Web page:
Went the Day Well? On re-release 9th-31st July, BFI
The year is 1940 and it’s an average day in the English village of Bramley End. Soldiers arrive and the locals greet them. But something’s awry. These soldiers eat Viennese chocolate. When they write “7,” they put a cross through it. Gradually it dawns on the villagers: the soldiers are German, and Britain has been invaded. The villagers react with surprising violence. The story is told in flashback, from a future in which Germany has been defeated.
We are used to thinking of British cinema in the realist mode, but the Ealing film Went the Day Well?, made in 1942, joins the askance, impolite, Romantic tradition that includes the work of Powell and Pressburger, Nicolas Roeg, Terence Davies, Derek Jarman and Ken Russell. It is based on a story by Graham Greene, but its inventiveness and non-conformism smell of its director, Alberto Cavalcanti. He was a precocious, globe-trotting, gay Brazilian architect-designer-producer-director-sound engineer who flitted through Europe’s avant garde movements in the 1920s. His film Rien que les Heures (1926) inspired Russian documentary-maker Dziga Vertov and led John Grierson to talent-spot him for Britain. Cavalcanti was a shot in the arm for British documentary—a filmmaker impatient with the real, in love with the sonic, poetic, rhythmic and discomforting.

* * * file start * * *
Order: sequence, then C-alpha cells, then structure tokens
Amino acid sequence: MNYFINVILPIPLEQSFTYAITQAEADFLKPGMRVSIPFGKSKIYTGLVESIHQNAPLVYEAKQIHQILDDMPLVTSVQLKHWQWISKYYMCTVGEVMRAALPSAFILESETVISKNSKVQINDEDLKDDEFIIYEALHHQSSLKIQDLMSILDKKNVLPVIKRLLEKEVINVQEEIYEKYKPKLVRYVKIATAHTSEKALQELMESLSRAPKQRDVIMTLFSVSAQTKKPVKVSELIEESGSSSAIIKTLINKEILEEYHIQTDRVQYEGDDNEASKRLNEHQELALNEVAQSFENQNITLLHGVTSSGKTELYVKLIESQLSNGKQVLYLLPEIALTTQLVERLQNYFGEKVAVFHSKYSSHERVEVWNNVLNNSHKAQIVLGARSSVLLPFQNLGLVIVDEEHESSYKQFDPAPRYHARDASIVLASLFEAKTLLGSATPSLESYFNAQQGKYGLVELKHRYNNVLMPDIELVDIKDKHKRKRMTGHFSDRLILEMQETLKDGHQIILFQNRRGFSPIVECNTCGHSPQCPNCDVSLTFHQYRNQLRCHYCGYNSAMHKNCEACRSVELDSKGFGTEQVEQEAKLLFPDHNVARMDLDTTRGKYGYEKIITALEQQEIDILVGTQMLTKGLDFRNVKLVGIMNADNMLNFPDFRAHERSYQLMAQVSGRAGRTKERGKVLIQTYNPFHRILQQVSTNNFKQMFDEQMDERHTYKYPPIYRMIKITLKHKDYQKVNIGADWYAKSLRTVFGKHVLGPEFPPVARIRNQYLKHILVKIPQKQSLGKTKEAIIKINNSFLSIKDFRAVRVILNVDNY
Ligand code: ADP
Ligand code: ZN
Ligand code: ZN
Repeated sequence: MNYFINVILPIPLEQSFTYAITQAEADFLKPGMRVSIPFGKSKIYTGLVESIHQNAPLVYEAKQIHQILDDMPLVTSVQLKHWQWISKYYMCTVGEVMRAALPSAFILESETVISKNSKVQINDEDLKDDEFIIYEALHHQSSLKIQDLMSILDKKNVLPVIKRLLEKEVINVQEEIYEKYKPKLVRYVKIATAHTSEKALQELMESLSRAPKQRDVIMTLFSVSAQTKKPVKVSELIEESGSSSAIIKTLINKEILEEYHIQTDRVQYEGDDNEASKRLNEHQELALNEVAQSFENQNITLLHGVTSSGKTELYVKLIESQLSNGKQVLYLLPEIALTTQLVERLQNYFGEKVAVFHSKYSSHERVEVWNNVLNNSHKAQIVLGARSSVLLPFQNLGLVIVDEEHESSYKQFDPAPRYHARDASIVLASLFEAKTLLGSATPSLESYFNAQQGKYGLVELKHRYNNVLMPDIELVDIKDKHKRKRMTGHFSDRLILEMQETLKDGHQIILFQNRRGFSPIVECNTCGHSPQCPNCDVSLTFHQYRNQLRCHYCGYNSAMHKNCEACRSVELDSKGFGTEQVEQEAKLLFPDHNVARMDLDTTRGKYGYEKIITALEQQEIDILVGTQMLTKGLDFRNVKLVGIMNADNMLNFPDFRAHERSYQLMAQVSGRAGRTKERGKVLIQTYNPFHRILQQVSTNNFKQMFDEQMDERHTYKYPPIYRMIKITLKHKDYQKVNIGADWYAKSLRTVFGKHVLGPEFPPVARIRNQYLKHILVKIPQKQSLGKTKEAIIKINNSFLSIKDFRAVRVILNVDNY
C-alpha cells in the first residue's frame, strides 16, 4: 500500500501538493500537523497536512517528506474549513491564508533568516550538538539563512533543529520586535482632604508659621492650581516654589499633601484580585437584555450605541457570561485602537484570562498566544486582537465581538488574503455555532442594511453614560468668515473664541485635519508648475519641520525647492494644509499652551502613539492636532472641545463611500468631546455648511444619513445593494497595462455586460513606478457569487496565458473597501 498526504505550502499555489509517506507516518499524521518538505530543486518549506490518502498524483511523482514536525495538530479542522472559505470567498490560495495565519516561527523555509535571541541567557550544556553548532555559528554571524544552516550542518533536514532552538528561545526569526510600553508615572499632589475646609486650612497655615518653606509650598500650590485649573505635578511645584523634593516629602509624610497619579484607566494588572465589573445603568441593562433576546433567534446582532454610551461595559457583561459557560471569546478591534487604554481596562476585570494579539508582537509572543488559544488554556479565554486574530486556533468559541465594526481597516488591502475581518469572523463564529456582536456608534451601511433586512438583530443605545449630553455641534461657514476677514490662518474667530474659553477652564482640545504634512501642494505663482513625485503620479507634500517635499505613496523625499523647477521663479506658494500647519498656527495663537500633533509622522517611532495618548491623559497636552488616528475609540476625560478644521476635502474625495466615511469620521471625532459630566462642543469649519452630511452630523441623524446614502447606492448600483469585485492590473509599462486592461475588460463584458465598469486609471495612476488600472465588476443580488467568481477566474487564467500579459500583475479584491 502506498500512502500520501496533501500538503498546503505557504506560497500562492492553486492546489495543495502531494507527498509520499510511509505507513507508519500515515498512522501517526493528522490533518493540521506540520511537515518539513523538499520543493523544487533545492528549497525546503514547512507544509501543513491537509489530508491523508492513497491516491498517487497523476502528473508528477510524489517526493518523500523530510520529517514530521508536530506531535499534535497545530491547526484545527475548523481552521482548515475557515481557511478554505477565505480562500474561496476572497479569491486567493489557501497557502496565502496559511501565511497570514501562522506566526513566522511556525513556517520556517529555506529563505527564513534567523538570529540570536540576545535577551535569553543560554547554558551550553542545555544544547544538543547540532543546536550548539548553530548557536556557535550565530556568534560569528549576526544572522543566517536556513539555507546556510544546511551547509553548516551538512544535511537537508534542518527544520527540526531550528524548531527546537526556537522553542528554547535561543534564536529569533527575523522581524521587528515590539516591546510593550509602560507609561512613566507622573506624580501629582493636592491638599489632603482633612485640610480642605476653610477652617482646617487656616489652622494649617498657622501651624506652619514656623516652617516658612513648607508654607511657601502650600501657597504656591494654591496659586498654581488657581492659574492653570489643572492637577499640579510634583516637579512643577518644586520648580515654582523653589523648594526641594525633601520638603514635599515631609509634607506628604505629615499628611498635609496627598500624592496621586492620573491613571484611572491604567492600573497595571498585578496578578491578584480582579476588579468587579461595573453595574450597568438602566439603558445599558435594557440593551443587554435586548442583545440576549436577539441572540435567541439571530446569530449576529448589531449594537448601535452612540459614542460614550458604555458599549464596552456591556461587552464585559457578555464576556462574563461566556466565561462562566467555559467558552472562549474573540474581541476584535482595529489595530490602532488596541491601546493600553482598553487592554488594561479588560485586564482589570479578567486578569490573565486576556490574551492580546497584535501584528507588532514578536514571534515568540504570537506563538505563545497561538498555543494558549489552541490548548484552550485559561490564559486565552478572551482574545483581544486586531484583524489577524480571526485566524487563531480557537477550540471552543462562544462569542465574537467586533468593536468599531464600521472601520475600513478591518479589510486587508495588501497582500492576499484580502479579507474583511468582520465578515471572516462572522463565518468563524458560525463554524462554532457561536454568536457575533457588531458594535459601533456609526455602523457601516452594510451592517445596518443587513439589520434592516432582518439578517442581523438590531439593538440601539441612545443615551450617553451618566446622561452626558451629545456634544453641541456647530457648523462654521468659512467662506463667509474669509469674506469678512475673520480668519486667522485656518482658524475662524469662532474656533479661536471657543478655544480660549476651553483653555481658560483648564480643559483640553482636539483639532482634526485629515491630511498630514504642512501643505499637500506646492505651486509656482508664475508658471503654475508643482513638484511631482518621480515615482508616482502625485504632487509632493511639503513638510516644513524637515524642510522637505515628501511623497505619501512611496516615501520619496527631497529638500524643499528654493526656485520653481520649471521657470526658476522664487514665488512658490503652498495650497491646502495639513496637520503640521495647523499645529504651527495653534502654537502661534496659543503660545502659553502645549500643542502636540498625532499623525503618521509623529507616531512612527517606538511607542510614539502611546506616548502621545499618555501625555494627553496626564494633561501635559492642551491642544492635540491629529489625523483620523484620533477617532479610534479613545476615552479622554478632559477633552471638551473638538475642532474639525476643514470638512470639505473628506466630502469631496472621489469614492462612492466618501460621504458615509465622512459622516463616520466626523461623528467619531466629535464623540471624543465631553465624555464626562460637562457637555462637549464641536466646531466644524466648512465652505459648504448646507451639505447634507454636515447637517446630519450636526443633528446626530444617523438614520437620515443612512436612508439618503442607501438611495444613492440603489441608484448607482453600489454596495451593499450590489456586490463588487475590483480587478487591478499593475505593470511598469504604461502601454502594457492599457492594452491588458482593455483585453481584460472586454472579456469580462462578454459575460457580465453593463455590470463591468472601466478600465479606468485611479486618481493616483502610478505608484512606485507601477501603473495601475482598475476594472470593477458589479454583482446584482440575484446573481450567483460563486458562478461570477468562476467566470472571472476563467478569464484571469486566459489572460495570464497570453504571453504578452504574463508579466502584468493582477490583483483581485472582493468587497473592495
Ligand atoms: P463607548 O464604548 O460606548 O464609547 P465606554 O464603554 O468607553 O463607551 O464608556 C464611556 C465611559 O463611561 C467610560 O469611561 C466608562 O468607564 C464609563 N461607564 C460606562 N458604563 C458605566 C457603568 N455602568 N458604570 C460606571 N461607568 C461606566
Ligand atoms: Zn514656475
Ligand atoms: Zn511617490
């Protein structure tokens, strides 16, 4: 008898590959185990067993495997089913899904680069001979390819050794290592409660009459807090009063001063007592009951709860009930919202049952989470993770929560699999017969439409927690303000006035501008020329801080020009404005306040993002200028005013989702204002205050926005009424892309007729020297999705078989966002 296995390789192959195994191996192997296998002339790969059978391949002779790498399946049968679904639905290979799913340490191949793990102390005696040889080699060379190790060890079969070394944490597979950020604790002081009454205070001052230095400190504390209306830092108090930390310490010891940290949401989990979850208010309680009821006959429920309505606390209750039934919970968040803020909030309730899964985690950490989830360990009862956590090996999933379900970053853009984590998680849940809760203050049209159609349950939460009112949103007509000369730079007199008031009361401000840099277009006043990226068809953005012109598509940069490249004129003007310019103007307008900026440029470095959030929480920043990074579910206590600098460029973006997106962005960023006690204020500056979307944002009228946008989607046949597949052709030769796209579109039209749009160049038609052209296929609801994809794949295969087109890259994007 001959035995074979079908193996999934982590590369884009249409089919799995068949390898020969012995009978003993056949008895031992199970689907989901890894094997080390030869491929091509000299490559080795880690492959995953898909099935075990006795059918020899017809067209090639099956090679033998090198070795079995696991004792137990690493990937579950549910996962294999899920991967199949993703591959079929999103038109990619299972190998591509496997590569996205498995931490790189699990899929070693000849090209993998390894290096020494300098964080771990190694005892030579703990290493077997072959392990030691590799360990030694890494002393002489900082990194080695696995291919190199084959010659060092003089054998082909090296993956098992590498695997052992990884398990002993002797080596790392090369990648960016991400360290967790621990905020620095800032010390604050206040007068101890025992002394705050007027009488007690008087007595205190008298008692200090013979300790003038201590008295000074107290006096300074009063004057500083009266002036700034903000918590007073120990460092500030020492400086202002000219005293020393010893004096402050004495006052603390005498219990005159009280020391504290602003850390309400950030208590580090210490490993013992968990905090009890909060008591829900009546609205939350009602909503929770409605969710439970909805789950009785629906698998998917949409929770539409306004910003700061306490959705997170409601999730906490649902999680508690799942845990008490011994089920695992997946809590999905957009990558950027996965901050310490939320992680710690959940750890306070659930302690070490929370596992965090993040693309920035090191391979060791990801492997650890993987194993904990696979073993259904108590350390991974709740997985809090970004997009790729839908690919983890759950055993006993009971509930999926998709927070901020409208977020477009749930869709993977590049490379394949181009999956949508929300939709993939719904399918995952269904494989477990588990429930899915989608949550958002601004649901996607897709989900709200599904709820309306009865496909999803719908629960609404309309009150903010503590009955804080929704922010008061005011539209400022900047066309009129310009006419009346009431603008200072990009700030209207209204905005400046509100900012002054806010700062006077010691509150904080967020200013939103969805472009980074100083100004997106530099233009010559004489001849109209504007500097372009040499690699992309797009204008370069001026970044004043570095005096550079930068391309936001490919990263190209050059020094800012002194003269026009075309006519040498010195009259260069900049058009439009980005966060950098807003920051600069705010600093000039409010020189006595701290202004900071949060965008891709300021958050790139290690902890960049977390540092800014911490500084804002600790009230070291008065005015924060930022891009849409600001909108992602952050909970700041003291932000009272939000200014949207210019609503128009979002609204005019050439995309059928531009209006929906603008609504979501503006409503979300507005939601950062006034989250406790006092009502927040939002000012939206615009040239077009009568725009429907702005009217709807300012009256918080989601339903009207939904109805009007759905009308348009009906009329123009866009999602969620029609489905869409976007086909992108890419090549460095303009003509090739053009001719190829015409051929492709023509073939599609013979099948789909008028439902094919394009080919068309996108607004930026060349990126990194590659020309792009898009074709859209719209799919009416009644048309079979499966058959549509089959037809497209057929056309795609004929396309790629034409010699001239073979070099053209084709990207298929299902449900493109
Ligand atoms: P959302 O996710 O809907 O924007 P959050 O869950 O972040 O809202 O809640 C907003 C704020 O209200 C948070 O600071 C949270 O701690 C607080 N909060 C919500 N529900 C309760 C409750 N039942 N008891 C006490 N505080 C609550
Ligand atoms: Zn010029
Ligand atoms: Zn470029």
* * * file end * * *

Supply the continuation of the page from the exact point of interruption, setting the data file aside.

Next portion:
Such an outsider was doomed to fall out with Grierson’s world and with Ealing, and Cavalcanti eventually went back to Brazil. But his 15 years in Britain alone show that he was one of the great directors. Now restored and re-released by the BFI, Went the Day Well? is a profound study of Englishness and a masterpiece of unease.
This article originally appeared in the July 2010 edition of Prospect.